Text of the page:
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HomeBetting GuidesThe Essential Rugby Union Betting Guide

The Essential Rugby Union Betting Guide

Hardly a slither of the football market, Rugby betting stands out as a market that hasn’t reached full maturity. For the most part, a lack of understanding or interest by the population in betting on rugby has meant that the real opportunities for value exist in a still largely ignorant wash of positions taken by a majority of essentially (mis)informed punters. Because of this, the Rugby Union market hasn’t yet sweltered with overly informed punters, so there are plenty of spots that an informed punter can zero in on if they’re keen on taking their bets to a new frontier. If you aren’t an informed punter, you have come to the right place, and this betting guide can serve as a first step.


There are a variety of markets for Rugby union (and league for that matter) that are increasingly expanding with more online bookmakers getting behind the sport. For the most part though, they consist of the basic match, handicap, first try scorer, man of the match; as well as outright league team winners, semi-finalists and so on. Though the typical ‘match’ bets are the biggest market, there are a lot of very one way matches in rugby which leaves certain favourites priced in a way that makes them hardly worth the money. Because of this fact, the market for handicaps in rugby has taken a large leap as professional punters have tried to leverage out on the high scoring nature of the game.  Perhaps because of the high scoring capacity that tries and field goals give to teams contending with one another, one sided wins can turn into big margin victories very easily. Because of this, handicaps not only become cheaper but far more viable as well, and they’re a tool that the prudent punter must equip themselves with if they want to narrow their selections down.

Recent form

Outside of the strategic considerations regarding market selection, there are a variety of factors that a punter must consider when narrowing down their selections from the teams and line ups each week. Like most team sports, Rugby requires a diligent assessment of a given team’s recent performance in order to gain a feel and an informed insight as to how they might run in a given event. Though wins vs losses in recent weeks isn’t exactly a prophecy of future performance, it can give you insights to trends that are running out; and spirals of success, or failure are very real in not just Rugby but all sports, and are not something you can afford to be ignorant of when placing your position. It’s important to qualify recent wins or losses as well. If a team has had close losses in recent history under conditions that don’t favour them, they got be stacked against in a way that doesn’t reflect true value. Likewise a ‘bright looking up and comer’ on a ‘winning streak’ could have run into some fairly lucky circumstances and be ill matched against a higher tier side than would otherwise be warranted, and in fact be over stretched with over-confidence.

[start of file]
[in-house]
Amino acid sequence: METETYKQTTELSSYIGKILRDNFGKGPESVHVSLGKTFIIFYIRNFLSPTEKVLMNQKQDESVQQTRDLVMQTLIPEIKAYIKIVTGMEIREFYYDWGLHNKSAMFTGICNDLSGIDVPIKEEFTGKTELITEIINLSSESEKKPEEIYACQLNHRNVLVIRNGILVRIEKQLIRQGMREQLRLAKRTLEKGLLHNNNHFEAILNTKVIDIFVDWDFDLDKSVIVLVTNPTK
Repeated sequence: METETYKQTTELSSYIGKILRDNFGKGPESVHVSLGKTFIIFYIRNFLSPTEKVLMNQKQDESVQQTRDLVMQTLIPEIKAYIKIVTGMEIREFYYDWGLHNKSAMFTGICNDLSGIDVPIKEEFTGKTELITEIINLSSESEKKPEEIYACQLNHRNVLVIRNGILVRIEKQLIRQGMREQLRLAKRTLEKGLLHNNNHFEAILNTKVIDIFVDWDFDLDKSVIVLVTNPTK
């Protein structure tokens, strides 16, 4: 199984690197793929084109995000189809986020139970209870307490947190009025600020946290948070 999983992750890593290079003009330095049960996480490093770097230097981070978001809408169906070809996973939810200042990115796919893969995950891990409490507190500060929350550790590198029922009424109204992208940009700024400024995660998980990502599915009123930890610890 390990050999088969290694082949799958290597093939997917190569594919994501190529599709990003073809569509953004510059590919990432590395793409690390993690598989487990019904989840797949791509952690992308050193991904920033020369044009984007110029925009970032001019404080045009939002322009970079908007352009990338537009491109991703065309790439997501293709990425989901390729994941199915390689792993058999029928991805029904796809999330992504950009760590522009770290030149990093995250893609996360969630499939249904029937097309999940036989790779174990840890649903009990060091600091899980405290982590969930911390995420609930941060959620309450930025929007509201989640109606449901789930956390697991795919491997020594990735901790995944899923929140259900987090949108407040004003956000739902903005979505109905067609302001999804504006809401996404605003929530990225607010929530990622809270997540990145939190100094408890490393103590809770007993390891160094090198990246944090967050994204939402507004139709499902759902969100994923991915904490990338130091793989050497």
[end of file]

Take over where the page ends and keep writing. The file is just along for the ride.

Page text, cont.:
Like any outdoor sport, Rugby is influenced by the weather and field conditions. Obviously strong winds can dramatically effect goal attempts which can force teams to come in closer for tries or field goals, stifling some team’s advantages/styles. As a general rule, dryer weather can facilitate faster, easier flowing games that can produce higher scores, and wetter weather produces more locked down, lower scoring games; particularly if there is strong wind too. Wet weather like this tends to slow down teams that rely on aggressive, wide manoeuvring attacks that draw heavily on the flanks, and can give and advantage that teams that try to lock down play and grind forward down the middle.

In addition to weather, the location of the event can have a large impact on performance as well. A match away from home is always a harder match than a match at home, and this factor, when combined with other considerations, can have an effect that is worth taking note of.


It’s true in most team spots, and it’s true in Rugby. Rugby in all its varieties depends on certain star performers, and if say, a captain or a key front row star is missing from the team, the effect can be felt on game day. Of all sports, Rugby is one of the most physically strenuous and a tall line of injuries is the end result. It can be prudent to hold off your positions until as close to match day as possible in order to be certain that a team can deliver all their key players to the grounds. Not hedging for these kinds of risk could prove fatal.


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